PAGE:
At the time of its initial construction in Spain, Valladolid Cathedral was located in one of Spain’s most important cities, Valladolid, home to Philip II and his court. It’s an example of Spanish Renaissance design.

Valladolid Cathedral1668Valladolid, Spain
Valladolid Cathedral
1668
Valladolid, Spain

Remember, periods such as the Renaissance and the Baroque occur at different times depending on the region and the rate of penetration. You can see the more simplified exterior of Valladolid contrasted to the noticeably more decorative façade of Jaén Cathedral, shown below, which is also an example of Spanish Renaissance design. Both of these would serve as important influences on the design of churches in the New World.

 Jaén Cathedral
  1249-1724 Jaén,Spain
Jaén Cathedral
1249-1724
Jaén,Spain

4. Examples of Spanish Baroque Architecture in New Spain

4a. Metropolitan Cathedral of Mexico City
Construction began on the Metropolitan Cathedral in Mexico shortly after the conquer of the Aztecs by the Spanish. The intent of the Spanish was to consolidate their power and influence by building a monument of Spanish and Catholic authority on the former Aztec capital.

Metropolitan Cathedral of Mexico City1573-1813Baroque ArchitectureMexico City, Mexico
Metropolitan Cathedral of Mexico City
1573-1813
Baroque Architecture
Mexico City, Mexico

It’s a mixture of styles, most notably Baroque and Renaissance. It’s essentially a classical layout with Baroque decoration and ornamentation seen throughout the exterior and interior of the church (see below).

Interior of Metropolitan Cathedral of Mexico City
Interior of Metropolitan Cathedral of Mexico City

Here are a few additional views of the outside of the cathedral:

Exterior of Metropolitan Cathedral of Mexico City
Exterior of Metropolitan Cathedral of Mexico City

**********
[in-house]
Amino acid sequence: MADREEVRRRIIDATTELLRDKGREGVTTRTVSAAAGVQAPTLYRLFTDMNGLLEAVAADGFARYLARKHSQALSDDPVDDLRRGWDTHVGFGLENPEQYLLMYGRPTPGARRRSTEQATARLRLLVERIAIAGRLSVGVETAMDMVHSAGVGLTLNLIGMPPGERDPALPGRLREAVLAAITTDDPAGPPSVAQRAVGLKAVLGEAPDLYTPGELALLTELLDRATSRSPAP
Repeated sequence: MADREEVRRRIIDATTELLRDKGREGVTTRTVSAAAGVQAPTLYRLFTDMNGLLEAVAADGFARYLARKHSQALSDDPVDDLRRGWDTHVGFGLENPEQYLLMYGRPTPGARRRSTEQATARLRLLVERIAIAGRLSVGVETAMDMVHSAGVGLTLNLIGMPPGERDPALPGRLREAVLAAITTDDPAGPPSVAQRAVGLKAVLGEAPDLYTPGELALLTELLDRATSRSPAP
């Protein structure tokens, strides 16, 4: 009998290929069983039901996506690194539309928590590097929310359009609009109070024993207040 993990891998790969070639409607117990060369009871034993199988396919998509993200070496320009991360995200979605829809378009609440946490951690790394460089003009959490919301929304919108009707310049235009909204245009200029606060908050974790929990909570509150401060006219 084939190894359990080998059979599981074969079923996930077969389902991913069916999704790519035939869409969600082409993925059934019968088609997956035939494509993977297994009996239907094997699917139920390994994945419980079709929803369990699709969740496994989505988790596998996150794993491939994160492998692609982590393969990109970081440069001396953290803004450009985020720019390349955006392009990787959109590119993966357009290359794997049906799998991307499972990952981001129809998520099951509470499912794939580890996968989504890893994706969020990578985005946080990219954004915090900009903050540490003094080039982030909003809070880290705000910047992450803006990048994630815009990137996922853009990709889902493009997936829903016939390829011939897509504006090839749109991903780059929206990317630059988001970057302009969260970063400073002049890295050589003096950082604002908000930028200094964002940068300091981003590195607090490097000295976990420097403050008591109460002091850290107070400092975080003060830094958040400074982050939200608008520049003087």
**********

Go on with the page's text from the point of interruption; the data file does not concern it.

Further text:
Exterior of Metropolitan Cathedral of Mexico City
Exterior of Metropolitan Cathedral of Mexico City

Shown below, one of the best examples of ultrabaroque can be seen in the elaborate ornamentation of the façade of the tabernacle, which is adjacent to the main cathedral structure.

hint
The dense ornamentation characteristic of ultrabaroque tends to work best when it’s affixed to a classical layout such as this, the juxtaposition of which is intended to create a trance-like effect or an impression of the glory of heaven.

Tabernacle of Metropolitan Cathedral of Mexico City
Tabernacle of Metropolitan Cathedral of Mexico City

terms to know
Cathedral
The main church that contains the bishop’s throne
Ultrabaroque
An architectural ornamentation in southern Spain characterized by dense, elaborate decoration

4b. Cathedral of San Ildefonso
The churches of New Spain incorporated elements of Spanish architecture, but possessed a much more varied mixture of styles in comparison to their European counterparts. For example, the Cathedral of San Ildefonso is largely Renaissance in its execution, particularly with its restrained and logical façade, dominated by the use of the rounded arch and overall simplicity in its design.

Cathedral of San Ildefonso1562-1599Baroque, with traits of the RenaissanceMérida, Yucatán (Mexico)
Cathedral of San Ildefonso
1562-1599
Baroque, with traits of the Renaissance
Mérida, Yucatán (Mexico)

Interior elements are, again, simple in their overall concept, but there are Baroque elements, particularly in the altars, as well as examples of Gothic tracery on the sides of the nave.

Altar of Cathedral of San Ildefonso